Wax On, Wax Off

saladbarI was having lunch the other day, facing a salad bar, and it occurred to me that here we have a wonderful example of what it means to study signification. Continue reading “Wax On, Wax Off”

What Gang Do You Claim?

gang sign mayorIn December of 2013, Russell McCutcheon penned a blog piece about the sign language interpreter at Nelson Mandela’s memorial service who was caught signing what many regarded as gibberish. McCutcheon’s post made two principle points: First, all signs are arbitrary and rely on agreed upon codes, policing and assumptions between those doing the communicating for any communication or “meaning” to be enacted. Second, the backlash faced by the interpreter demonstrates that “just because something is made up… does not mean that it doesn’t have consequences, doesn’t have effect.”

If you haven’t heard, a few days ago Minneapolis mayor Betsy Hodges claimed her allegiance to a local area gang. Or so an intensely politically problematic and pedagogically potent news report from KSTP 5 Eyewitness News (out of Saint Paul, MN) declared. Continue reading “What Gang Do You Claim?”

“Smile for the Camera”

factory workersI was browsing through the late Raymond Williams’s Marxism and Literature (1977) the other day and came across a passage in the chapter entitled “Signs and Notations” that read as follows:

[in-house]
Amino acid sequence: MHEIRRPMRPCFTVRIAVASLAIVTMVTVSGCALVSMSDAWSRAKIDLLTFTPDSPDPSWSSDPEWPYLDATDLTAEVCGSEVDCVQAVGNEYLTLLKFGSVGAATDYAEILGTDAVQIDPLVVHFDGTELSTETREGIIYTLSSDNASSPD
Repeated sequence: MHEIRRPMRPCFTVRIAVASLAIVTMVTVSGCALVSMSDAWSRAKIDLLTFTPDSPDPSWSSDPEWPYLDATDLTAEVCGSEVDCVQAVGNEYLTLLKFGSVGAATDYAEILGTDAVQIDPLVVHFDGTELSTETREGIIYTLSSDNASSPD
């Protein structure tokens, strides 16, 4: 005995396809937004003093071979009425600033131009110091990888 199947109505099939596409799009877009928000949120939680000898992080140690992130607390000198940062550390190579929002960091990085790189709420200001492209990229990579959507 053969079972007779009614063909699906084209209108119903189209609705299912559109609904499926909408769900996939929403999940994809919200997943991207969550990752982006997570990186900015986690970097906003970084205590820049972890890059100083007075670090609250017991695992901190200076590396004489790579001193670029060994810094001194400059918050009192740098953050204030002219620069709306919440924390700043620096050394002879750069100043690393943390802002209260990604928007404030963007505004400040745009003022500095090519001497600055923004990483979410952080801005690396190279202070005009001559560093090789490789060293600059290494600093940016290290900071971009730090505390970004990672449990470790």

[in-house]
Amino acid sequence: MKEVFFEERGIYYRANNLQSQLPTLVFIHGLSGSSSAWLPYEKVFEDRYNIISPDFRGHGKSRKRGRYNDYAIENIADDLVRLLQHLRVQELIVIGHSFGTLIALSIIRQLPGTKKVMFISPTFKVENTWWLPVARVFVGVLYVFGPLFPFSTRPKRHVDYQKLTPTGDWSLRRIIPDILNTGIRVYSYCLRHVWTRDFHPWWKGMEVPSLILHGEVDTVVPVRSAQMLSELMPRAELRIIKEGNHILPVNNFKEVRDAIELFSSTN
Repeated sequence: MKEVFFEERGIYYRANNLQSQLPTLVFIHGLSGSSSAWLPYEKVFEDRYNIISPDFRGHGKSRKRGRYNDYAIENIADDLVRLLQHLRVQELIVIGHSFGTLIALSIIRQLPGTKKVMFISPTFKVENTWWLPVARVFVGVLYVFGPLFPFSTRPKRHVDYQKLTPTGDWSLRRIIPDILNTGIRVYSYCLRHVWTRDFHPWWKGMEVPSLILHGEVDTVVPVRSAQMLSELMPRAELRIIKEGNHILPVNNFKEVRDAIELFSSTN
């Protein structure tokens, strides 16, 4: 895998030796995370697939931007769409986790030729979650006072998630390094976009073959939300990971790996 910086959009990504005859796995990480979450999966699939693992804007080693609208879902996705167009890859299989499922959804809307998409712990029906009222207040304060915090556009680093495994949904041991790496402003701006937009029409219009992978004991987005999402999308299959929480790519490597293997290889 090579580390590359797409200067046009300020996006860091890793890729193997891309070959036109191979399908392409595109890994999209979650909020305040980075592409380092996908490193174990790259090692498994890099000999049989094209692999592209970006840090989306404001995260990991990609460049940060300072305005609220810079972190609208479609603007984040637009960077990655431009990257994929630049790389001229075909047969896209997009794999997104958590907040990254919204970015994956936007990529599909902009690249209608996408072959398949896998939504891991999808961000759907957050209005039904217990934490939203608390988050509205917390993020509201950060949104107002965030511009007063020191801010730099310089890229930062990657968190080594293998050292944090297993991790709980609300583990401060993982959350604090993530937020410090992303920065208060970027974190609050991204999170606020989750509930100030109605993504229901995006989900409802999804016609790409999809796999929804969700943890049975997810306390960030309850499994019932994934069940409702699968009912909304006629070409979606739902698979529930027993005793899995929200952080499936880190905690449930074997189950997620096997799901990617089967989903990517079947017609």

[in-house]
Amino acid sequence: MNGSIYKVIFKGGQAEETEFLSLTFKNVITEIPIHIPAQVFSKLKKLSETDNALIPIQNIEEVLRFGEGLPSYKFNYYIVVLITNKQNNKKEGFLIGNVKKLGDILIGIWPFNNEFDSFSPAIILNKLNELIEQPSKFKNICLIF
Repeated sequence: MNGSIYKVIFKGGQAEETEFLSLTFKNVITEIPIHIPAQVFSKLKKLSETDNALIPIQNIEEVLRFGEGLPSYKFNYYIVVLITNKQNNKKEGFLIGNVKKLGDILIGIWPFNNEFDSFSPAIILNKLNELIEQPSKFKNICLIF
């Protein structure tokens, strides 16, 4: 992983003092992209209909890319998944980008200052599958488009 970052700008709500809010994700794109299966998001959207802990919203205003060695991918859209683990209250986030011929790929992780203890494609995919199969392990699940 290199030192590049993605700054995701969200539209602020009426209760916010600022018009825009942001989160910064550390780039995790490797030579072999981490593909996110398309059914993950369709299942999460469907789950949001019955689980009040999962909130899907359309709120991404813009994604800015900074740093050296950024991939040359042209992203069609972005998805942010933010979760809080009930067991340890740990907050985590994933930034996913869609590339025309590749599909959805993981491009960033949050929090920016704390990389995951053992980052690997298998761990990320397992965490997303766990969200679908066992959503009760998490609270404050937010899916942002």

For the ‘sign’ is ‘arbitrary’ only from the position of conscious or unconscious alienation. Its apparent arbitrariness is a form of social distance, itself a form of relationship…. The formal quality of words as ‘signs,’ which was correctly perceived, was rendered as ‘arbitrary’ by a privileged withdrawal from the lived and living relationships which, within any native language … make all formal meanings significant and substantial, in a world of reciprocal reference which moves, as it must, beyond the signs.

There’s a few important points here, I think, worth mulling over — perhaps with regard to the garment workers in the above photo. Continue reading ““Smile for the Camera””

It’s All a Game of Inches

firstdownIt’s always fascinated me how carefully the referees measure a close first down in American football. “It’s a game of inches,” they say, since inches matter when you’ve advanced almost ten yards, but not quite. But that’s not the best part. Continue reading “It’s All a Game of Inches”